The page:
After near-silent deadline, what is the plan for the Hawks?
Pondering decisions made to neither bolster depth nor tank out.
At the trade deadline, like a lot of teams, the Atlanta Hawks stood pat. (That is, outside of the move of a player who has never played for them for Antawn Jamison who they then waived. Woo.) This was kind of surprising either way they could have gone. With their injuries to players like Al Horford (out for the season), Pero Antic, and Gustavo Ayon's injury history, there was cause to upgrade their frontcourt for depth to ensure the playoff run. With their long-term goals of finding a superstar, a move towards tanking or adding assets would also seem to be a fine move.
Standing pat was weird. Hawks blog HawksHoop.com broke down the scenario, and the situation poses some concerning questions. Oddly, the center of the question revolves around GM Danny Ferry's decision not to re-sign lunatic veteran forward Ivan Johnson last summer:
This brings us to some questions regarding Ferry’s inactivity. It has been speculated that the Hawks did not sign Johnson in the offseason because he was seeking a deal in the range of the mini-midlevel exception (around $2 million). If Johnson and the Clippers are now discussing a 10-day contract, the price has apparently come down. The Hawks still had about $1 million in cap space after absorbing a pro-rated amount of Jamison’s $884,293 salary for this season, prior to signing Martin. Why wouldn’t Ferry use that cap space to sign a front-court bruiser like Johnson to supplement a front line decimated by injuries?
After Al Horford and Pero Antic were lost to injuries, Gustavo Ayon appeared to be coming on strong, recently posting a double-double against the Raptors while holding highly-regarded center Jonas Valanciunas to a single basket. But now Ayon’s durability issues, which I noted in the pre-season, have cropped up again. Elton Brand, whom coach Mike Budenholzer has preferred in a reserve role, has been pressed into starting duty. Paul Millsap and Mike Scott, neither of whom is large for a power forward, are now forced into spot duty at center. How long until more Hawks front court players break down due to a lack of depth Ferry has done nothing to address?
Some consider Johnson a bad culture fit for the Hawks. The fact is, he’s gone toe-to-toe with every elite center in the NBA, from Dwight Howard to Roy Hibbert to Marc Gasol, and has not been found lacking. Should Ferry fail to bolster the Hawks’ front line, regardless of any ancillary considerations such as culture, it can only mean one thing. It would mean that something other than winning, i.e. draft position, has become of greater importance to the Hawks’ front office.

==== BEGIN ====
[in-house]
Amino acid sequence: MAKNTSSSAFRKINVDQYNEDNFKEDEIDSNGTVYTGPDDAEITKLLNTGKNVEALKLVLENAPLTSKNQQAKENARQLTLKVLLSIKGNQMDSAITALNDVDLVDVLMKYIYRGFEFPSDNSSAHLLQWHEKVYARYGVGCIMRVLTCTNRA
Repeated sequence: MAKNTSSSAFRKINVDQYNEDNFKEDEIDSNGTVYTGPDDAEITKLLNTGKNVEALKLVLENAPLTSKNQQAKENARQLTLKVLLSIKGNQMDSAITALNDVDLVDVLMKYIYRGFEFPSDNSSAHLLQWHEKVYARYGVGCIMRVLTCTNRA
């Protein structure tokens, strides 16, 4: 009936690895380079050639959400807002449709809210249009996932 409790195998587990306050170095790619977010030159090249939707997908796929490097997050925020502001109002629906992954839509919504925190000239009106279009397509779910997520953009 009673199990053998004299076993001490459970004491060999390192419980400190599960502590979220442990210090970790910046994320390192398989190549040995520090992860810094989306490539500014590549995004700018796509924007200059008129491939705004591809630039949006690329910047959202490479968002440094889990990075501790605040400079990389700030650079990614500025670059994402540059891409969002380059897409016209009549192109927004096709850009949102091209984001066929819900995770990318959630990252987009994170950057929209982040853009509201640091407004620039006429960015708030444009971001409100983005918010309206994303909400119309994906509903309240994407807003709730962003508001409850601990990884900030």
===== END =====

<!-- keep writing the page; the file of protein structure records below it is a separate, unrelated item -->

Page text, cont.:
Now, there are a lot of reasons that Johnson is finishing up his season in China with the CBA. There are questions about his attitude both with coaches and other players. But if you need a tough guy down low, and the Hawks do, adding a guy like that would have been, or would be helpful. Johnson is expected to be available once the CBA season ends and several teams are expected to take a look at him.
Are the Hawks just coasting? Ferry has made it clear he doesn't want to get stuck in no-man's land, but that's exactly where they're at. They've fallen to 8th in the East, just 2.5 over Detroit. But they have too much talent to fall much further. They're going to wind up with either a poor lottery spot or a first-round beatdown from Miami or Indiana. Ferry couldn't have predicted the Al Horford injury, and their young players look terrific overall, but HawksHoop does bring a good question.
The Hawks are pretty well set for the long-term. They have picks from the Nets, they have young studs developing. They have cap room, no major obligations, a qualiy core, and no real hindrances. Long-term they're set. But there is the short-term to at least consider in some degree.
What exactly is the purpose of the remaining season for the Hawks?
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